Dr Blake's comment: Of all the Plantar Plate aka Turf Toe injuries I have seen, I have never seen surgery to an isolated ligament tear when it involves the big toe joint. The big toe joint is so intrinsically stable that it tends to heal well. The same injury to the 2nd joint leads to surgery probably 50% of the time. I am sure however that surgery does happen, sometimes just to explore the joint when it keeps hurting for no explanation. A surgeon will have to give you some direction. My favorite recommendation in that area of a podiatrist is Dr Stephen Pribut if you want a local doc to give you another opinion. He is just wonderful. 

4) lastly, any recommendations for a podiatrist in the washington DC metro area? See answer above.

THANK YOU VERY MUCH DR BLAKE. you have been a blessing in this awful and painful journey.

One of those wonderful Hawaiian flowers



Post Sesamoid Surgery in Pain

Dear Dr. Blake,

Our son had a soccer sports injury at 17 where his sesamoid fractured.  Unfortunately it never healed and the bone died. We live in on the East Coast near Boston. So it was removed and afterward my son spent many months in rehab trying to get to a point of comfort so he can run again.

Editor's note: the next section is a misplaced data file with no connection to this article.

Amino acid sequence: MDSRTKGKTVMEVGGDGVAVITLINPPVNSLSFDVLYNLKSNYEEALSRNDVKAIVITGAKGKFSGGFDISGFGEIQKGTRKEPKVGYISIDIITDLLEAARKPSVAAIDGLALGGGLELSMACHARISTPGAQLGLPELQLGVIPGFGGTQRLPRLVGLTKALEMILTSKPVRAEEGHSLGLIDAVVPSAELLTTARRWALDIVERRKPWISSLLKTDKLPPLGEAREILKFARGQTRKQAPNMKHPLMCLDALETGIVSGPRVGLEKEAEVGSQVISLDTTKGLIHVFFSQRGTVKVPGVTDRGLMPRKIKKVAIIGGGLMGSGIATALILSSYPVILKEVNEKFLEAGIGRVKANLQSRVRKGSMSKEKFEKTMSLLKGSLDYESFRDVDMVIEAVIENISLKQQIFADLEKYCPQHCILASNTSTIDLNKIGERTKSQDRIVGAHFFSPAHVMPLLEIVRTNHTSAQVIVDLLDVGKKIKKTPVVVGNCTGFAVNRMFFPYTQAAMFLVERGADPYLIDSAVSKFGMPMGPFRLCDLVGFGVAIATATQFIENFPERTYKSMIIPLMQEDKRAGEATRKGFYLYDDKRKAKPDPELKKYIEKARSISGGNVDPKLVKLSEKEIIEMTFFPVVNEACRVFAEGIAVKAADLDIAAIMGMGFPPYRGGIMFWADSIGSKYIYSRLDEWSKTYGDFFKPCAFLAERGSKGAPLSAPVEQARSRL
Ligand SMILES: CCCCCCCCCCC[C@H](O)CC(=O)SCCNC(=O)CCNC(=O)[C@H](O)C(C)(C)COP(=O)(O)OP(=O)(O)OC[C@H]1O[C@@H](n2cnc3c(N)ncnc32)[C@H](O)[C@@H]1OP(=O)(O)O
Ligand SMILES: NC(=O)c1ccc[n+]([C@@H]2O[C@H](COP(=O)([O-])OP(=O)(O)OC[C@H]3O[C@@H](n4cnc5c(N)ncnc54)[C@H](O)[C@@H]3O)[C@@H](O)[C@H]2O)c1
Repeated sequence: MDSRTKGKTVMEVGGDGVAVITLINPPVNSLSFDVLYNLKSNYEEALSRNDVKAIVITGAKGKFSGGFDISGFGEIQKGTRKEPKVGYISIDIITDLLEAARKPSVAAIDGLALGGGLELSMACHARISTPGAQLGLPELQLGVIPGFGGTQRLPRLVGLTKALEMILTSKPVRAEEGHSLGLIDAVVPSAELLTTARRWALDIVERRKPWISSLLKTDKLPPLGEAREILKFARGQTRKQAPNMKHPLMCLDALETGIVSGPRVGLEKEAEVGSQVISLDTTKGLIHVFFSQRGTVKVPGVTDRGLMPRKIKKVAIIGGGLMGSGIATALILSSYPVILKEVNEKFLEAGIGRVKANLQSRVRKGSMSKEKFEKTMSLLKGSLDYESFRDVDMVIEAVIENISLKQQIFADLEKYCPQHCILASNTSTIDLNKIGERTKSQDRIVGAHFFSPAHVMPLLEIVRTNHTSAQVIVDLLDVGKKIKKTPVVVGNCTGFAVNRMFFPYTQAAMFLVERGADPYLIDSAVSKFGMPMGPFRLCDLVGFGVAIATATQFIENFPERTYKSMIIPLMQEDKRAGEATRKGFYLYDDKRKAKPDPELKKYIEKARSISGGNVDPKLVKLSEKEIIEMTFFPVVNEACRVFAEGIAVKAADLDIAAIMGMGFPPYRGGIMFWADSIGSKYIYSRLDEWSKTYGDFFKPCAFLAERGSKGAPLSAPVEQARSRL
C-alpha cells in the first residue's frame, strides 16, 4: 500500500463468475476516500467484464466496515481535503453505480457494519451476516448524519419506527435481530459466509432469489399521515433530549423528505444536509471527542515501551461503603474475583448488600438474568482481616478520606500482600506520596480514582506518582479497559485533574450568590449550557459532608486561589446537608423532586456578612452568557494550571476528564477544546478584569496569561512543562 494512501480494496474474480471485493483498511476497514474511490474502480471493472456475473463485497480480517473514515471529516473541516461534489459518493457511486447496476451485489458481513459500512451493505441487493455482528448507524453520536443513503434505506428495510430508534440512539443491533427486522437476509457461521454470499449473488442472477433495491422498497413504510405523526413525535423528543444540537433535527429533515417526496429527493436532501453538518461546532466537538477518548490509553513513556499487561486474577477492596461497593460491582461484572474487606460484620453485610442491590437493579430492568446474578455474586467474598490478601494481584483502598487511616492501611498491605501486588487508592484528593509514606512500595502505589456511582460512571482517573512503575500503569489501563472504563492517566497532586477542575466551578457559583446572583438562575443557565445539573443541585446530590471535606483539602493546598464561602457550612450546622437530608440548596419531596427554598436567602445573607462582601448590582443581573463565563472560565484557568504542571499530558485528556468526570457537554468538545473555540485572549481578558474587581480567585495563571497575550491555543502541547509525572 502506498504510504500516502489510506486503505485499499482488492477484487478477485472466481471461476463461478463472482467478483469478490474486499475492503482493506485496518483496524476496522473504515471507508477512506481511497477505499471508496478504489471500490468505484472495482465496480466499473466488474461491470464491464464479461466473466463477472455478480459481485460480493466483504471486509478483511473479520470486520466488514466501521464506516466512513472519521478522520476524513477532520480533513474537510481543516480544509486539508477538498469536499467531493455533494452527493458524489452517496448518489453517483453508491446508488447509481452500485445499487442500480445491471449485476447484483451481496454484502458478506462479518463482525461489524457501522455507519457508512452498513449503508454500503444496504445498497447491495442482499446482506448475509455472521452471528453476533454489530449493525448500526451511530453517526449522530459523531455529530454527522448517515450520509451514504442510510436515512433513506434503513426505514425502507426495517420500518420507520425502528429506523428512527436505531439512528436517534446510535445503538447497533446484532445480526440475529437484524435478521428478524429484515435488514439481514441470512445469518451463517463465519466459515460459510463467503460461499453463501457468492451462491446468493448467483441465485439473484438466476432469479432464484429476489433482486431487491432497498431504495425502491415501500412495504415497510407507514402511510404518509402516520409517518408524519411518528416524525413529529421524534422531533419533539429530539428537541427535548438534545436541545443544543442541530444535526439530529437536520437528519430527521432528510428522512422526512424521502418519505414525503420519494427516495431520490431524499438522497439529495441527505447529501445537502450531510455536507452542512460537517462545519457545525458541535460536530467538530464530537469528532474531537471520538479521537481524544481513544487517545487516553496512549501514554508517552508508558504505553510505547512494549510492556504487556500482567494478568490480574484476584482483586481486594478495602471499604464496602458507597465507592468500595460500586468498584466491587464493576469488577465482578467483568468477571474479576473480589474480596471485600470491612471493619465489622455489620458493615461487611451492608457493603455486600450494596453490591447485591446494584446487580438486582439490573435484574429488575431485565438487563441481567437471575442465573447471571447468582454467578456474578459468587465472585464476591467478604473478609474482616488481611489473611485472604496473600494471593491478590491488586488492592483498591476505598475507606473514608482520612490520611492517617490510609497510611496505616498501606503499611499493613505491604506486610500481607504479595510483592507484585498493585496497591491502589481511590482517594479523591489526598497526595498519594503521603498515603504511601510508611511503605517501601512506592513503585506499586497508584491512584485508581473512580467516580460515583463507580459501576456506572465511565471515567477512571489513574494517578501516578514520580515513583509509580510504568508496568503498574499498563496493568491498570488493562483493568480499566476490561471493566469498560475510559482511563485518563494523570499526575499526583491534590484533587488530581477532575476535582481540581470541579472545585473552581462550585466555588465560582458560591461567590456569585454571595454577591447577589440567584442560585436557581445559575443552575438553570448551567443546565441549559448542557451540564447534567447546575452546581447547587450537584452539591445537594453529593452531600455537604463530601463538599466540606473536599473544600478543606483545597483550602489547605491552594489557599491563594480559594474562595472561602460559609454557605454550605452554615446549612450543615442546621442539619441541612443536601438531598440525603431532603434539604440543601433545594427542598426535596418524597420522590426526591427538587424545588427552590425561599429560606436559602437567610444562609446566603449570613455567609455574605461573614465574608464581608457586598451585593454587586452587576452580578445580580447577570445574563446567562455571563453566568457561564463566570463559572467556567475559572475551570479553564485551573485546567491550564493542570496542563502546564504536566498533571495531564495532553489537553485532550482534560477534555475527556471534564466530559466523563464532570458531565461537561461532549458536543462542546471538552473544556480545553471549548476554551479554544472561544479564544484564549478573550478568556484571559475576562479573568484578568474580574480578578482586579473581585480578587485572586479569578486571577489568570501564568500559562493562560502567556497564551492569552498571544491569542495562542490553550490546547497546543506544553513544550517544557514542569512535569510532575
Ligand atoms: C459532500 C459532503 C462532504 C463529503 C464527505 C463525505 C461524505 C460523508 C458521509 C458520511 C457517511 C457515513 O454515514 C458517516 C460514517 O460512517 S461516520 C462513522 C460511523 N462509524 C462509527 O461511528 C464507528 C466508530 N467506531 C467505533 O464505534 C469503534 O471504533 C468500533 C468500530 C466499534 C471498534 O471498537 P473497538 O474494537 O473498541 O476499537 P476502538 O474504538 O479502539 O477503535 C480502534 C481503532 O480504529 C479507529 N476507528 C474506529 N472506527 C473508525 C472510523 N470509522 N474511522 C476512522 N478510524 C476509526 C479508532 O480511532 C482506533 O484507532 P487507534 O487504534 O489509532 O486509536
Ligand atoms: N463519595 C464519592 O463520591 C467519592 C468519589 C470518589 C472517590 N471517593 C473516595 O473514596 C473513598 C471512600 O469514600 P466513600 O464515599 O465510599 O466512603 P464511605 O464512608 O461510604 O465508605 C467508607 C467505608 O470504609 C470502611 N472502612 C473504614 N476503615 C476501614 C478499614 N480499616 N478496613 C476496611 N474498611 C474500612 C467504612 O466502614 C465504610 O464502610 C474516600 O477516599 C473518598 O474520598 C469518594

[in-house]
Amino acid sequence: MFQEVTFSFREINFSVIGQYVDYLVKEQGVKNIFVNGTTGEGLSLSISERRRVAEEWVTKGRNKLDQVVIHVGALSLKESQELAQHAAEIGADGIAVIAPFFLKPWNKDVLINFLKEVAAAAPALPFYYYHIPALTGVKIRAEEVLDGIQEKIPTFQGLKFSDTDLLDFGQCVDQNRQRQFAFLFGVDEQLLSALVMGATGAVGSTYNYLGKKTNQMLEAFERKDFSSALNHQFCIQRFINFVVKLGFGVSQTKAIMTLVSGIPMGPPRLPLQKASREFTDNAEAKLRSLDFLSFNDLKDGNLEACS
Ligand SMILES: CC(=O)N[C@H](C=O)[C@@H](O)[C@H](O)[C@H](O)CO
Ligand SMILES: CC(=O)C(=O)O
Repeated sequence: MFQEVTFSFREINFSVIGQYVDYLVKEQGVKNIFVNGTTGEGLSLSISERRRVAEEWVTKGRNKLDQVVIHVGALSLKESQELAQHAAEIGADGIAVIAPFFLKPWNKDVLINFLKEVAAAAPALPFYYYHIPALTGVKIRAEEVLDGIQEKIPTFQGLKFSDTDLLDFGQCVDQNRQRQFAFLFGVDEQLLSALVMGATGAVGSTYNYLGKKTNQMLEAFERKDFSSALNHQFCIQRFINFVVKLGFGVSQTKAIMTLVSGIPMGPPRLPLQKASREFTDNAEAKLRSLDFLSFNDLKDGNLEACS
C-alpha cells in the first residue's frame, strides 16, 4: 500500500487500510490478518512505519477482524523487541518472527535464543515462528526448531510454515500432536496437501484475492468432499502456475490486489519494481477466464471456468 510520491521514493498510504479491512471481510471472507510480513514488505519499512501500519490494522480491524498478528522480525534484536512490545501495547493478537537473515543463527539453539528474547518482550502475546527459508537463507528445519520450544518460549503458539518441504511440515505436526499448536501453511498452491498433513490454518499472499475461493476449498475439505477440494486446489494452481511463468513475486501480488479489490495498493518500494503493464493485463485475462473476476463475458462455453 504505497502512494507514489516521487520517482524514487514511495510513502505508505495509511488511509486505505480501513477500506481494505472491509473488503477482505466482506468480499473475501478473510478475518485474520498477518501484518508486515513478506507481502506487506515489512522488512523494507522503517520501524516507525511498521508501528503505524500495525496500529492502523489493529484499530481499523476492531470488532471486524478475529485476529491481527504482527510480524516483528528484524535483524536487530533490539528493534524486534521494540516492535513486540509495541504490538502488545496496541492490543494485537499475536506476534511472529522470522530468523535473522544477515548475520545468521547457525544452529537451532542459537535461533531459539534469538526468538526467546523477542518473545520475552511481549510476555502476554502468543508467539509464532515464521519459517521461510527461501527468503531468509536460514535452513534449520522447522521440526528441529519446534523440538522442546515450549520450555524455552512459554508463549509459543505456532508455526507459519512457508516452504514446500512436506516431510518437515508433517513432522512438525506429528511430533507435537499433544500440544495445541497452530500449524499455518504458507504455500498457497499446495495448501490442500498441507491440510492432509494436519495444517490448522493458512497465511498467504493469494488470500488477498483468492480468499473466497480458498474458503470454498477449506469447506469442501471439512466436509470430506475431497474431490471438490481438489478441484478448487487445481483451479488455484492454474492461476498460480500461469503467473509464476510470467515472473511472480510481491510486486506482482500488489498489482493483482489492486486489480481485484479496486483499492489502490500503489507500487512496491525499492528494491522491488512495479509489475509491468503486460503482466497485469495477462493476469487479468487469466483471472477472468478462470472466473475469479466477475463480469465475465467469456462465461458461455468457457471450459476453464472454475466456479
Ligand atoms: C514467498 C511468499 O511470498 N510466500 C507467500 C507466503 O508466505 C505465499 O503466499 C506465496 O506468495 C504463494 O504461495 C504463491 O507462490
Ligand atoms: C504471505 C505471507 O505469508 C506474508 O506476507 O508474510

He hasn't been able to run or walk without discomfort and pain since.  He's had countless visits to experts doctors that have tried to help.  But no luck or real progress.  So we've since gone back to our referring orthopedic physician to try again.  He said that my son has full range of motion and doesn't think it's the sesamoid area because that area is healed properly.  The doctor feels it inflammation and recommend stiff shoes and maybe ingested cortisone to help with the inflammation.  But at this point basically nothing has worked as prescribed and it still hurts even when he walks normally. 

He's 19 years old now and we don't know what else to do.  So I'm looking around for someone that's the best at foot therapy to find a way to get him back to where he was prior to surgery.  We've used orthopedic foot beds, Physical therapy, cortisone injection, rest, hydro dissections and no luck.  We feel the doctors we have know what they are doing but they have stated that my son might be that 1% who just isn't going to be able to heal properly.  I can't accept that and I'm now looking for alternatives.

Any thoughts and ideas would be welcome.

Dr Blake's initial response: